Tales From the Crypt
(1972, Dir. by Freddie Francis.)
Why It's Here:
Though the TV series from the late '80s-early '90s gets all the headlines, Amicus Pictures' anthology feature hits all the right notes for me. Put together by Freddie Francis and featuring great performances from the likes of Joan Collins, Peter Cushing, and Ralph Richardson, it's a great collection of short horror tales that fit together perfectly. There's a heavy dose of kismetic revenge at work throughout the five stories, with the wrap around that features Richardson as an ominous Crypt Keeper serving as a nice way to keep the film together.
The Moment That Changes Everything:
"And All Through The House" might be the most famous EC Comics tale to make its way into HBO's Crypt series, but I think Francis' version - featuring Collins as wife who offs her husband on Christmas Eve presents the story just as well. There's something about Ms. Collins trying to scrub blood out of her shaggy white '70s carpet (that's not a euphemism) that sets the tone for the whole film.
It Makes a Great Double Feature With:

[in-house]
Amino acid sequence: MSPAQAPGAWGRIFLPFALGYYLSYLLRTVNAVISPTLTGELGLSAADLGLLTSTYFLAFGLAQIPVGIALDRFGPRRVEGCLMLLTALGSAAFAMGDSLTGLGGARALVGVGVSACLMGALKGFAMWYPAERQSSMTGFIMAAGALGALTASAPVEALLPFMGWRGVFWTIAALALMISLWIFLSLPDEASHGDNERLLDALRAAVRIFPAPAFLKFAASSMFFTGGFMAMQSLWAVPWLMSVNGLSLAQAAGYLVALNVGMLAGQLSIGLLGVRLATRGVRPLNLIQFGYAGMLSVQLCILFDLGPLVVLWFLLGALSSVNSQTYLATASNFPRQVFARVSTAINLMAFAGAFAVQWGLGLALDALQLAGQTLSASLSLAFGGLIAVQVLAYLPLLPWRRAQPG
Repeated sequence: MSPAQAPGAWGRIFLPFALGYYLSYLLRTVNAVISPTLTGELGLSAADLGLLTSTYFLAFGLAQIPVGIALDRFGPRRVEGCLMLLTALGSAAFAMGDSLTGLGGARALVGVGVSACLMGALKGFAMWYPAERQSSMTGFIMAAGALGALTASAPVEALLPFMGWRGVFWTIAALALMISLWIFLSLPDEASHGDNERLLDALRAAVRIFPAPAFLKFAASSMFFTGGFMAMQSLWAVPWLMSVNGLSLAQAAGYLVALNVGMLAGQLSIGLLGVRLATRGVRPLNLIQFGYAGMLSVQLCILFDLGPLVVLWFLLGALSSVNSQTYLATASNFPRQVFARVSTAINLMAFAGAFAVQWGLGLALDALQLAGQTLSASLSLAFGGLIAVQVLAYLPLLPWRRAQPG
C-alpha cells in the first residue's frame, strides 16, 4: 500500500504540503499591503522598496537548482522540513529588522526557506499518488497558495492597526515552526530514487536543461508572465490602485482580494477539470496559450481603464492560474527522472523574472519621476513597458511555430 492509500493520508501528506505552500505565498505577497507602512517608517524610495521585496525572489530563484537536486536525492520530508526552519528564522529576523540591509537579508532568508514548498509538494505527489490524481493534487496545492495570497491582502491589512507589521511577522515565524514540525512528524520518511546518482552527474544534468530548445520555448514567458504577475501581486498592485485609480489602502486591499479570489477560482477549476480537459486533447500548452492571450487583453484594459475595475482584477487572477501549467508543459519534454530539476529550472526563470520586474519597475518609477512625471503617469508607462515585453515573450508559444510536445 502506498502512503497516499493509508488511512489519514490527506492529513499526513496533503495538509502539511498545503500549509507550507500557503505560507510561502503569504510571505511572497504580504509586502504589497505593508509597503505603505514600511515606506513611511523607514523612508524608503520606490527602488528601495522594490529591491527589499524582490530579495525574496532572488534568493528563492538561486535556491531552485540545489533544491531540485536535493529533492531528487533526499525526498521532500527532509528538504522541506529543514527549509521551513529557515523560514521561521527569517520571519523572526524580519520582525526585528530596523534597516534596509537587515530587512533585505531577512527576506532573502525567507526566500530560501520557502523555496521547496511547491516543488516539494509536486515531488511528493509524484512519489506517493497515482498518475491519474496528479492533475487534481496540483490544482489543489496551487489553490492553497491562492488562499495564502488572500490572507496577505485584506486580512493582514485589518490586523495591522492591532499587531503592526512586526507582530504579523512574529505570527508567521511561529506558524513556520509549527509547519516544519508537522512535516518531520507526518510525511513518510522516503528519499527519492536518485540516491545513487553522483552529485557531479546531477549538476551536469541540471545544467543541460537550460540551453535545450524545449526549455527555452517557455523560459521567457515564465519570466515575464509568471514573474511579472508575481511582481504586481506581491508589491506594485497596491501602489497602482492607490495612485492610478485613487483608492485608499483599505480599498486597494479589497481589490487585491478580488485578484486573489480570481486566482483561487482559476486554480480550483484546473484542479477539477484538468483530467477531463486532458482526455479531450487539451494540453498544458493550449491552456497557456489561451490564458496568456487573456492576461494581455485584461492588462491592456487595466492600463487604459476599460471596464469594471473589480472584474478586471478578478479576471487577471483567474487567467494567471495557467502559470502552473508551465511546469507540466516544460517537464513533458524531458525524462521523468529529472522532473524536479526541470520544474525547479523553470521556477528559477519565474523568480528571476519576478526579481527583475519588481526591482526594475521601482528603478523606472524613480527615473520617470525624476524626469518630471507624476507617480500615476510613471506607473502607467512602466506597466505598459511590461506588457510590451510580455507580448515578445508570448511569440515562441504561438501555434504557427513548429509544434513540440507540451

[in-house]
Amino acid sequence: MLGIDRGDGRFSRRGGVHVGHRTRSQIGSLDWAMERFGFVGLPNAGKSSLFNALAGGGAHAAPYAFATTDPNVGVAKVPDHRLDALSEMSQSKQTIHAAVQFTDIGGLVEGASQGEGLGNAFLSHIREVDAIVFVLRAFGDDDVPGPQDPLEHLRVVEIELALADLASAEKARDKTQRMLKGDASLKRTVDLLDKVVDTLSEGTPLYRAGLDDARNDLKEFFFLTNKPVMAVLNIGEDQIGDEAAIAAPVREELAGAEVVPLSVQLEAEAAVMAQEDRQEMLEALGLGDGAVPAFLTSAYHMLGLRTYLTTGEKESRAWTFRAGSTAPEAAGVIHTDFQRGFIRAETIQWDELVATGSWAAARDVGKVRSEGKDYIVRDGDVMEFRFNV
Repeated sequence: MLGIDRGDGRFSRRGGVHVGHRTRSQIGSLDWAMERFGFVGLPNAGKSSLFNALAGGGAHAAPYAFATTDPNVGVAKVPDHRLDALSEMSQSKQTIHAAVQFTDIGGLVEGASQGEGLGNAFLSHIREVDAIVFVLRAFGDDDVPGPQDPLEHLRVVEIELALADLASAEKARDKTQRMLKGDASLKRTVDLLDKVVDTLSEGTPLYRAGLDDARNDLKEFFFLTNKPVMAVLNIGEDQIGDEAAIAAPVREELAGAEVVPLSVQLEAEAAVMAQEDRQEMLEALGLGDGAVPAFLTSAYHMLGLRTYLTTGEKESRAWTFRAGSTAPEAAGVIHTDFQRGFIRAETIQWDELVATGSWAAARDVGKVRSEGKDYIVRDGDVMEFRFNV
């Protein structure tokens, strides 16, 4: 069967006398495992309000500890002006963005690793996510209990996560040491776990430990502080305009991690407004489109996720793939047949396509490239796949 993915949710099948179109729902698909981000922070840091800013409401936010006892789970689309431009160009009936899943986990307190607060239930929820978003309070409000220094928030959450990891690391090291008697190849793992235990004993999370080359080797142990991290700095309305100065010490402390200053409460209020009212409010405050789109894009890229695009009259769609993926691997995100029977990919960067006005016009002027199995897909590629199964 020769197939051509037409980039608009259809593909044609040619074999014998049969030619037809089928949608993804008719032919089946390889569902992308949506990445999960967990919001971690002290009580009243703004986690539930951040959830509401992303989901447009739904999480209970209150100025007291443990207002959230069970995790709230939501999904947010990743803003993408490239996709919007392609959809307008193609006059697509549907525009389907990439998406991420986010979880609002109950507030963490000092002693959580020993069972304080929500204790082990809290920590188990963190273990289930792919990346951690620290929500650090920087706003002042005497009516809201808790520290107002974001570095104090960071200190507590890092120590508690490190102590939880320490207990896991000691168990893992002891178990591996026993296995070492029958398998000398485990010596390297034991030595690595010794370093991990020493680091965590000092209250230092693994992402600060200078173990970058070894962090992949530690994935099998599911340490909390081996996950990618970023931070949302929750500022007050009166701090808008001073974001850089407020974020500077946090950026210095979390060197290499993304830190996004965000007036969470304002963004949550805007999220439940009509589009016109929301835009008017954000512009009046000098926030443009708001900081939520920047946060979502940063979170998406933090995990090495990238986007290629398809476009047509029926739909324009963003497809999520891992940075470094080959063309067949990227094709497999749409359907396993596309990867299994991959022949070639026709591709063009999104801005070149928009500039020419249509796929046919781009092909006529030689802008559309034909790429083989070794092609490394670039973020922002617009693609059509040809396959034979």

It would be easy to throw out one of Amicus' other anthologies, but I feel like a different Francis film fits well with this one. So let's talk about The Creeping Flesh, in which Francis brings us a healthy dose of Cushing AND Christopher Lee while presenting a creepy . Of course, you could always just team the movie up with the TV show too, but that's just too easy.
What It Means To Me:
When horror of the 1970s is the topic, my mind usually goes straight to the religion based Hollywood productions and slasher-genre-forming independent features that shaped horror's most loved decade. But Tales From The Crypt has always stuck out as a sort of "farewell" to the British horror films of the '50s and '60s that I loved. It wasn't pushing horror forward like so many of its contemparies - though it did sport some images that could have come from an early slasher or giallo - but it was still a blast to watch. If nothing else, it inspired me to say "All in good time..." with a sinister tone A LOT.